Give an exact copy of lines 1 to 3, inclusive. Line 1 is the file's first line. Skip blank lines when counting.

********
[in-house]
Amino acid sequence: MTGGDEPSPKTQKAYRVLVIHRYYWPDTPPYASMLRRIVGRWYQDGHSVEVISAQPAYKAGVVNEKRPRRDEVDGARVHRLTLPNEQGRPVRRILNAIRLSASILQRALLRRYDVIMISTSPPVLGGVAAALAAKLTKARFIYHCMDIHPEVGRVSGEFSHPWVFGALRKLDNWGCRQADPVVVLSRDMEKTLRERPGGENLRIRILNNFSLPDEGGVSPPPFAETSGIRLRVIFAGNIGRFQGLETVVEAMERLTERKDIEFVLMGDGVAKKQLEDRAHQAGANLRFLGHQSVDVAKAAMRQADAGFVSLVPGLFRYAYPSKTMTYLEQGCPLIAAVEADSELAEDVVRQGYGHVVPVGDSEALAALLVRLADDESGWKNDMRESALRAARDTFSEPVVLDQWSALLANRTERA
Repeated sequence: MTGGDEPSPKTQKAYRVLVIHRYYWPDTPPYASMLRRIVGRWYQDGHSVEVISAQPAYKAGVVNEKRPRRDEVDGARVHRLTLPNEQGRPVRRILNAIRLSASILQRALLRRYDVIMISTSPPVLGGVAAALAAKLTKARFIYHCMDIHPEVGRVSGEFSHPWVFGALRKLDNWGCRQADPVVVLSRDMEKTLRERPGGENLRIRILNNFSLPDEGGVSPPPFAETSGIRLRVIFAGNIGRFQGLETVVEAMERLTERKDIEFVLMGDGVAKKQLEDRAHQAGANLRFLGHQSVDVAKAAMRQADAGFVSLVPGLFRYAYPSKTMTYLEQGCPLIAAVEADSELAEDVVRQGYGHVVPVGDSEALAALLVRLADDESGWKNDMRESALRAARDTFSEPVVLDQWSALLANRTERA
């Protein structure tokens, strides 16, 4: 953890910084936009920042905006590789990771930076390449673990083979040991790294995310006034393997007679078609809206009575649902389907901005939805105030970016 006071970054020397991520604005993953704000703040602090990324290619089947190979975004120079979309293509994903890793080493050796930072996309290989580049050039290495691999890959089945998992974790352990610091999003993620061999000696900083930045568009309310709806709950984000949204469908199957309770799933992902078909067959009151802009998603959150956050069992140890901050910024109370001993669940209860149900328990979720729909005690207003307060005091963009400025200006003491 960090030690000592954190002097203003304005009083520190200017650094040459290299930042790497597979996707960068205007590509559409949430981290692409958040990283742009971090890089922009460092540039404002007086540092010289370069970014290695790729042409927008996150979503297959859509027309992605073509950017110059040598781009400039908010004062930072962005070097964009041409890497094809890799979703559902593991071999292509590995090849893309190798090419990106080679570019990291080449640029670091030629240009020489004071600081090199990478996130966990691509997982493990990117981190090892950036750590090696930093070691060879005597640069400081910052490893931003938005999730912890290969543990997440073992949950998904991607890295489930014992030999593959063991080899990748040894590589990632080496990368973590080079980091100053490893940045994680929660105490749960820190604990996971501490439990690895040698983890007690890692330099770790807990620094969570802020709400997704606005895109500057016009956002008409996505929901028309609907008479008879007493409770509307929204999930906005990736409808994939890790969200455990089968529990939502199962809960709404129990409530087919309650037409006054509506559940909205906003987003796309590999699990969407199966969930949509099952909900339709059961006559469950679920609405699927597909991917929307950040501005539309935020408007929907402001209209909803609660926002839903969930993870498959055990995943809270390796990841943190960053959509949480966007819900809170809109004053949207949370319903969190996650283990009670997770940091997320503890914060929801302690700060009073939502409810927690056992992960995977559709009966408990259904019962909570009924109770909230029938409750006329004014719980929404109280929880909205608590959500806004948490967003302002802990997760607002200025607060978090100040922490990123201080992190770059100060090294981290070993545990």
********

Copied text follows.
[in-house]
Amino acid sequence: MTGGDEPSPKTQKAYRVLVIHRYYWPDTPPYASMLRRIVGRWYQDGHSVEVISAQPAYKAGVVNEKRPRRDEVDGARVHRLTLPNEQGRPVRRILNAIRLSASILQRALLRRYDVIMISTSPPVLGGVAAALAAKLTKARFIYHCMDIHPEVGRVSGEFSHPWVFGALRKLDNWGCRQADPVVVLSRDMEKTLRERPGGENLRIRILNNFSLPDEGGVSPPPFAETSGIRLRVIFAGNIGRFQGLETVVEAMERLTERKDIEFVLMGDGVAKKQLEDRAHQAGANLRFLGHQSVDVAKAAMRQADAGFVSLVPGLFRYAYPSKTMTYLEQGCPLIAAVEADSELAEDVVRQGYGHVVPVGDSEALAALLVRLADDESGWKNDMRESALRAARDTFSEPVVLDQWSALLANRTERA
Repeated sequence: MTGGDEPSPKTQKAYRVLVIHRYYWPDTPPYASMLRRIVGRWYQDGHSVEVISAQPAYKAGVVNEKRPRRDEVDGARVHRLTLPNEQGRPVRRILNAIRLSASILQRALLRRYDVIMISTSPPVLGGVAAALAAKLTKARFIYHCMDIHPEVGRVSGEFSHPWVFGALRKLDNWGCRQADPVVVLSRDMEKTLRERPGGENLRIRILNNFSLPDEGGVSPPPFAETSGIRLRVIFAGNIGRFQGLETVVEAMERLTERKDIEFVLMGDGVAKKQLEDRAHQAGANLRFLGHQSVDVAKAAMRQADAGFVSLVPGLFRYAYPSKTMTYLEQGCPLIAAVEADSELAEDVVRQGYGHVVPVGDSEALAALLVRLADDESGWKNDMRESALRAARDTFSEPVVLDQWSALLANRTERA